Saturday, April 29, 2017

Relationships and Whole-hearted Living

This morning I woke to the thought, “Do you love the person (s)he is becoming or do you only love the person (s)he was?” 

These are important questions to consider. Are you willing to allow your partner to evolve or are you trying to get your lover to stay the same? And what about you? Have you and are you changing? If you are trying to get your love to stay the same, is that fair to either of you?

Everyone knows relationships are tough, and, as with many things, I don’t know if there is any one true answer. I may believe it one way today, but does that mean it has to be that way tomorrow? I choose not to be in a relationship, and just because I’ve made that decision for myself, that does not mean I don’t admire those who choose otherwise. 

I watch people. I listen to people. I have been in relationships (more than one), and I am old enough and wise enough to see multiple sides to situations. I have seen this scenario over and over (and I’ve experienced it). It is not up to me to tell people what to do when they talk to me. If a couple is struggling with their relations, it is not up to me to judge them or urge them in either direction. I listen and offer insight. And if I should happen to hear from both partners, I’d offer the same kind of insight to both. I don’t take sides. It is up to them to make their own decisions.

I often hear, “We’re trying to make it work,” but it usually feels one-sided. One partner feels there is nothing wrong and can’t understand why the other is not seeing things that way or that the other isn’t working hard enough to make it work. This one partner also usually seems very surprised about the situation. (S)he thought it was a good relationship.

What does this have to do with whole-hearted living? 

To me, whole-hearted living is seeing the other sides. I don’t have to agree or even like it, but I need to think about it so that I can make the best choice for me. Whole-hearted living is allowing the heart to live whole-hearted. When my heart is whole and my soul is happy, then I am able to freely give more of myself to others.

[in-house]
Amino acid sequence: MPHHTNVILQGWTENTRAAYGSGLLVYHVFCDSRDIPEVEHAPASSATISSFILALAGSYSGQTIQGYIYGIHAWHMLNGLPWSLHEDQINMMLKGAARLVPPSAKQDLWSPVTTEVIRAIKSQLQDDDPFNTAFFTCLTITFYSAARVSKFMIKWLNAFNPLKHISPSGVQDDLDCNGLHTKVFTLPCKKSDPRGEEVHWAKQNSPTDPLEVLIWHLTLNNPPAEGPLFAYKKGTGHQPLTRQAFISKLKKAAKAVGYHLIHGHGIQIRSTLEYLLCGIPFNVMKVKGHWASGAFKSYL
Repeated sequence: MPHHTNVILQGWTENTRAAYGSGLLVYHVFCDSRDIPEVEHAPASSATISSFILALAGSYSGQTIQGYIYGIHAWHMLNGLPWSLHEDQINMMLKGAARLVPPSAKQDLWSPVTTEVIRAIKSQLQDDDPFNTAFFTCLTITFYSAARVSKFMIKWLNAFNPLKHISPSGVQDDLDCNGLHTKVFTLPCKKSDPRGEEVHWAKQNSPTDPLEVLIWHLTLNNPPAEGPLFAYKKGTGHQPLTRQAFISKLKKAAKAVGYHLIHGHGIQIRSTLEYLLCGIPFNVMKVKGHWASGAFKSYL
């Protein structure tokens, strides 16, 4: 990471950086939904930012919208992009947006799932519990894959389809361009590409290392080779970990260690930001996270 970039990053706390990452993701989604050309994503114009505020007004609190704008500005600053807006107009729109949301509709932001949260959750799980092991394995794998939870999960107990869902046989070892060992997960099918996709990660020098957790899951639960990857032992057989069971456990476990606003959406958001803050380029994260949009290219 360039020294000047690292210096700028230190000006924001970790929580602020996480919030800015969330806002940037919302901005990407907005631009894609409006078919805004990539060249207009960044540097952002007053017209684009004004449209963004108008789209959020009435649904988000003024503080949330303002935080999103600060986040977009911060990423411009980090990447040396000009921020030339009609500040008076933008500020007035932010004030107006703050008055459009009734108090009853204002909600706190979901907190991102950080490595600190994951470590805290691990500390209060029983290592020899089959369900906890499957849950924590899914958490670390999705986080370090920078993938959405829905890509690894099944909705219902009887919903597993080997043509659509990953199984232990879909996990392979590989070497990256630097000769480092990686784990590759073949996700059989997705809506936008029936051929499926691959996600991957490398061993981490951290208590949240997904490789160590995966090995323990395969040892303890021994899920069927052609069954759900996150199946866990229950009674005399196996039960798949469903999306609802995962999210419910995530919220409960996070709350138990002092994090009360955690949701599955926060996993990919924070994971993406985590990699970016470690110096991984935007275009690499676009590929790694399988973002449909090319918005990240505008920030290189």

It’s not easy. Sometimes there’s a lot of soul-searching. However, the end result has to be a decision that I can be satisfied with. The more I practice this, the more satisfied, positive, and happy I am with my life.

This is what I believe for everyone, too. Each relationship is about the people involved and their belief systems. What is right and what is wrong in a partnership can be different to everyone. People change, and if the partner is not able to adapt to the change, the relationship deteriorates. What then? What happens when the relationship becomes stretched like an old rubber band? Is it about sticking it out because of the marriage vows or the children? Do both end up living so-so lives and neither one being totally happy?

Again, it’s not for me to decide or judge for others. These are questions only they can answer. No, not easy, and when I was in a relationship, I didn’t have the courage to sit down with my husband to talk about it. It takes a lot of daring greatly and I didn’t have this knowledge and self-esteem back then – or the relationship reached a point where I had to leave for my own well-being and life.

I changed. I grew. I evolved. If we’re honest with ourselves, we all change as we grow older. We don’t go through life staying the same. Oh, some core beliefs may stay the same, but we change, we evolve. Is it fair to our relationship to expect it to remain what it was?

I’ve always believed marriage or a partnership should be a contract with a renewal every so many years. It’s a time to look at life and decide whether too much distance has formed between the two, or if there is enough love and friendship to work hard to make it work. When it works, it’s great. If it’s not working, move on before the relationship dissolves into hate. I’ve never wanted that and don’t like to see that. 

I believed that early on. To this day, I am still friends with my ex and with his wife.

What would it mean to you to live a whole-hearted life?

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